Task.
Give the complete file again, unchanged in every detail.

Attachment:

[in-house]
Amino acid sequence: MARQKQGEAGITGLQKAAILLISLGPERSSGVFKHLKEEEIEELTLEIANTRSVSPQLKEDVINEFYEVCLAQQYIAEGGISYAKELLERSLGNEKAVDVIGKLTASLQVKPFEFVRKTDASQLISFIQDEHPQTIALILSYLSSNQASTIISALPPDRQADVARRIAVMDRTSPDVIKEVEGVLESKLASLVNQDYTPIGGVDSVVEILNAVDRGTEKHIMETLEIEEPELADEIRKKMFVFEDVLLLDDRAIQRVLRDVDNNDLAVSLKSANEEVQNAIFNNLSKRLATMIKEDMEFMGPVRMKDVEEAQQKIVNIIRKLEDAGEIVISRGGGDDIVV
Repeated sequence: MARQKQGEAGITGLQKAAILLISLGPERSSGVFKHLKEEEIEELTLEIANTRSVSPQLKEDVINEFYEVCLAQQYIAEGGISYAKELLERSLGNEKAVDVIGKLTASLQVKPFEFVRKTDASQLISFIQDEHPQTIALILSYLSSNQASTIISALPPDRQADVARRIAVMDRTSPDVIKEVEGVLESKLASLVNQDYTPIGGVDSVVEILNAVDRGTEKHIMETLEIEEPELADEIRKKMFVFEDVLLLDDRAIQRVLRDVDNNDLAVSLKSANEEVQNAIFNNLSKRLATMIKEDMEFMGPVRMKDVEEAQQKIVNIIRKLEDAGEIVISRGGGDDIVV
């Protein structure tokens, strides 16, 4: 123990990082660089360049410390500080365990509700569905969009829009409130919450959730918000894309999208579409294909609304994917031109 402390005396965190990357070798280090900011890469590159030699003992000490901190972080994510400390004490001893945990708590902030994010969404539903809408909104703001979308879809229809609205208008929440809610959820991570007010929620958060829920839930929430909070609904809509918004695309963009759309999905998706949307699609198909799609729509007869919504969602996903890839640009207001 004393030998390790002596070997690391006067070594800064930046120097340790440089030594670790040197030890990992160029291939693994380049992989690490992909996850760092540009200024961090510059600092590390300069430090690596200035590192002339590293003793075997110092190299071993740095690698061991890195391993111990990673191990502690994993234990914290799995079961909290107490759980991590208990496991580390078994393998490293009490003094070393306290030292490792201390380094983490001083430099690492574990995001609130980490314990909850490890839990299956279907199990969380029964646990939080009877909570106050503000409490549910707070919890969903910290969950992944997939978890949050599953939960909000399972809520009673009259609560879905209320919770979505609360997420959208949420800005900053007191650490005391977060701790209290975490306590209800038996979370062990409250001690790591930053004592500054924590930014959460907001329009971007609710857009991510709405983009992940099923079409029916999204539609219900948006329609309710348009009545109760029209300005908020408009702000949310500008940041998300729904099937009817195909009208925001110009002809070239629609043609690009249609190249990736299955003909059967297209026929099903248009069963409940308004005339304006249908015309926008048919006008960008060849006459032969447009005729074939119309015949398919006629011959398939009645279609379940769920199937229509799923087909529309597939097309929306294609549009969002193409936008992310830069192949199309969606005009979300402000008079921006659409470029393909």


[in-house]
Amino acid sequence: MARQKQGEAGITGLQKAAILLISLGPERSSGVFKHLKEEEIEELTLEIANTRSVSPQLKEDVINEFYEVCLAQQYIAEGGISYAKELLERSLGNEKAVDVIGKLTASLQVKPFEFVRKTDASQLISFIQDEHPQTIALILSYLSSNQASTIISALPPDRQADVARRIAVMDRTSPDVIKEVEGVLESKLASLVNQDYTPIGGVDSVVEILNAVDRGTEKHIMETLEIEEPELADEIRKKMFVFEDVLLLDDRAIQRVLRDVDNNDLAVSLKSANEEVQNAIFNNLSKRLATMIKEDMEFMGPVRMKDVEEAQQKIVNIIRKLEDAGEIVISRGGGDDIVV
Repeated sequence: MARQKQGEAGITGLQKAAILLISLGPERSSGVFKHLKEEEIEELTLEIANTRSVSPQLKEDVINEFYEVCLAQQYIAEGGISYAKELLERSLGNEKAVDVIGKLTASLQVKPFEFVRKTDASQLISFIQDEHPQTIALILSYLSSNQASTIISALPPDRQADVARRIAVMDRTSPDVIKEVEGVLESKLASLVNQDYTPIGGVDSVVEILNAVDRGTEKHIMETLEIEEPELADEIRKKMFVFEDVLLLDDRAIQRVLRDVDNNDLAVSLKSANEEVQNAIFNNLSKRLATMIKEDMEFMGPVRMKDVEEAQQKIVNIIRKLEDAGEIVISRGGGDDIVV
């Protein structure tokens, strides 16, 4: 123990990082660089360049410390500080365990509700569905969009829009409130919450959730918000894309999208579409294909609304994917031109 402390005396965190990357070798280090900011890469590159030699003992000490901190972080994510400390004490001893945990708590902030994010969404539903809408909104703001979308879809229809609205208008929440809610959820991570007010929620958060829920839930929430909070609904809509918004695309963009759309999905998706949307699609198909799609729509007869919504969602996903890839640009207001 004393030998390790002596070997690391006067070594800064930046120097340790440089030594670790040197030890990992160029291939693994380049992989690490992909996850760092540009200024961090510059600092590390300069430090690596200035590192002339590293003793075997110092190299071993740095690698061991890195391993111990990673191990502690994993234990914290799995079961909290107490759980991590208990496991580390078994393998490293009490003094070393306290030292490792201390380094983490001083430099690492574990995001609130980490314990909850490890839990299956279907199990969380029964646990939080009877909570106050503000409490549910707070919890969903910290969950992944997939978890949050599953939960909000399972809520009673009259609560879905209320919770979505609360997420959208949420800005900053007191650490005391977060701790209290975490306590209800038996979370062990409250001690790591930053004592500054924590930014959460907001329009971007609710857009991510709405983009992940099923079409029916999204539609219900948006329609309710348009009545109760029209300005908020408009702000949310500008940041998300729904099937009817195909009208925001110009002809070239629609043609690009249609190249990736299955003909059967297209026929099903248009069963409940308004005339304006249908015309926008048919006008960008060849006459032969447009005729074939119309015949398919006629011959398939009645279609379940769920199937229509799923087909529309597939097309929306294609549009969002193409936008992310830069192949199309969606005009979300402000008079921006659409470029393909």